He’s obviously not very happy. For manager Ken Macha’s explanation of the decision, and Chris Capuano’s thoughts about returning to the starting rotation, check out my notebook from earlier tonight
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Capuano replaces Parra in rotation

For the third straight season, the Brewers are removing left-hander Manny Parra from the starting rotation.

The team bumped Parra to the bullpen beginning Wednesday night, and fellow lefty Chris Capuano will assume Parra’s spot in the rotation starting Saturday against the Pirates. Capuano, who made a comeback this season from his second Tommy John elbow surgery, had been pitching in relief since a July 19 start — and win — against the Pirates in Pittsburgh.
“He deserves a chance to get out there and get a few starts in him,” manager Ken Macha said. “We’ll see how he’s coming along with his track back to being a starting pitcher.
“Manny, he’s had his problems a little later in the game for the most part. That’s just a hurdle he’s going to have to get over if he’s going to be a starting pitcher.”
Asked whether he still viewed Parra’s future as a starting pitcher, Macha said, “We’ll see how he does out of the bullpen.”
Both pitchers face offseason question marks. Capuano is a free agent and has made it clear he’d like to be a starter. Parra is eligible for arbitration for the first time.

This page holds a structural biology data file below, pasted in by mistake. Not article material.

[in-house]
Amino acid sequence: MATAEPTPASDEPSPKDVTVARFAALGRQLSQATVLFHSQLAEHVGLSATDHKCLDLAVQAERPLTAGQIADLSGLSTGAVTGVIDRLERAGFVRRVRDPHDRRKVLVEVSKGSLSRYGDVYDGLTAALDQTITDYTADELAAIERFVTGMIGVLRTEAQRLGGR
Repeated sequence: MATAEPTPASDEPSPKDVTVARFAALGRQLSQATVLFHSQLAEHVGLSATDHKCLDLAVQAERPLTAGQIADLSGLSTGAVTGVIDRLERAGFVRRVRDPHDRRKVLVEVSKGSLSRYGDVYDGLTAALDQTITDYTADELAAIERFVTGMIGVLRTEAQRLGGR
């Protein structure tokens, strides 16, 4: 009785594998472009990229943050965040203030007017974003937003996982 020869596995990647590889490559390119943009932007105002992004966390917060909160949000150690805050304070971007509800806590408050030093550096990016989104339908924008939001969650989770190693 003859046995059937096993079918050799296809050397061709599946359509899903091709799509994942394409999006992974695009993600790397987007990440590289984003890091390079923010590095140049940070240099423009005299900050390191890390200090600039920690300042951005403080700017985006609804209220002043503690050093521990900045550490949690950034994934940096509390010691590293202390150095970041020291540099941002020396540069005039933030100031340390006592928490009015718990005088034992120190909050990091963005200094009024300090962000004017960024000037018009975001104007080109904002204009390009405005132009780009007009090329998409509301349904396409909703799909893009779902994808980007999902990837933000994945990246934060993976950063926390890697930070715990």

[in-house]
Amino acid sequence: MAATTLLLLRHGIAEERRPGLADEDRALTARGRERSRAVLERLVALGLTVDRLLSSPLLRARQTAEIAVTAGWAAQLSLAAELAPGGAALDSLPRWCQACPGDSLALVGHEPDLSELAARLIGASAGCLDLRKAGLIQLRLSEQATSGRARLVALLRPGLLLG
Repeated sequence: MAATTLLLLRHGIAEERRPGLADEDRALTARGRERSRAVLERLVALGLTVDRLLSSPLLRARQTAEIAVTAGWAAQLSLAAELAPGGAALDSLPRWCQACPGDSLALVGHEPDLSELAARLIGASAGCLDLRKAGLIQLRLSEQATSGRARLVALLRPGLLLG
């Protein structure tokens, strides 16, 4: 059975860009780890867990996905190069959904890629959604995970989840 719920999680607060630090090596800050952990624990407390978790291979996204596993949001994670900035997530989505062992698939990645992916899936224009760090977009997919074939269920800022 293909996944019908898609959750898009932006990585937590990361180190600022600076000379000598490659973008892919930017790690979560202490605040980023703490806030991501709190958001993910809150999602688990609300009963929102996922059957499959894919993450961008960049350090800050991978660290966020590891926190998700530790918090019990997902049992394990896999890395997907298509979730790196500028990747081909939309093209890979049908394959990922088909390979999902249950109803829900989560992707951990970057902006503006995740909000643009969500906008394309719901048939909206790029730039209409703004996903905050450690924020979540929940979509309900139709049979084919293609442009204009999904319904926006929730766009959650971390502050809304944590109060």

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Odorizzi pushed past pitch limit

There might have been some drama in Cedar Rapids, Iowa after Brewers pitching prospect Jake Odorizzi preserved his no-hitter through eight innings on Tuesday night, but back at Miller Park there was no doubt about it. 
Odorizzi was absolutely not going back out for the ninth. 
The 20-year-old right-hander was supposed to be on a limit of 105 pitches, but his 28-pitch eighth inning pushed him well over that mark. Word during the game broadcast was that Odorizzi threw a total of 107 pitches, but the official report from the Wisconsin Timber Rattlers’ medical staff was that he threw 117. 
So Odorizzi made way for right-handed reliever Adrian Rosario, who finished the no-hitter and a 3-0 win. Odorizzi watched the final three outs from the top step of the dugout. 
“I was fired up at the moment,” Odorizzi told the Cedar Rapids Gazette. “Wasn’t too happy about it then they told me how many pitches I had. You just have to let it go. Your career is more important than just one game.” 
Lee Tunnell, the Brewers’ Minor League pitching coordinator, was on hand for the game and consulted with Timber Rattlers manager Jeff Isom before pulling the plug on Odorizzi, a supplemental first-round Draft pick in 2008. 
Brewers assistant general manager Gord Ash said he did not anticipate Odorizzi’s next start being impacted by Tuesday’s longer-than-usual effort. It helps that the Timber Rattlers have been juggling their starting rotation this month, giving Odorizzi seven full days off before each of his past two starts. 
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Hart back in lineup, Gomez back to bench

Corey Hart returns to regular action for the Brewers tonight in Game 2 of their series against the Dodgers after missing three starts because of a tight right hamstring. Hart’s return means that Carlos Gomez, activated on Tuesday, is back on the bench. Manager Ken Macha kept his word by leaving Lorenzo Cain in center field. 

Here’s the full lineup:
Rickie Weeks  2B
Corey Hart  RF
Ryan Braun  LF
Prince Fielder  1B
Casey McGehee  3B
Lorenzo Cain  CF
Alcides Escobar  SS
George Kottaras  C
Randy Wolf  LHP
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Still no Hart in Brewers lineup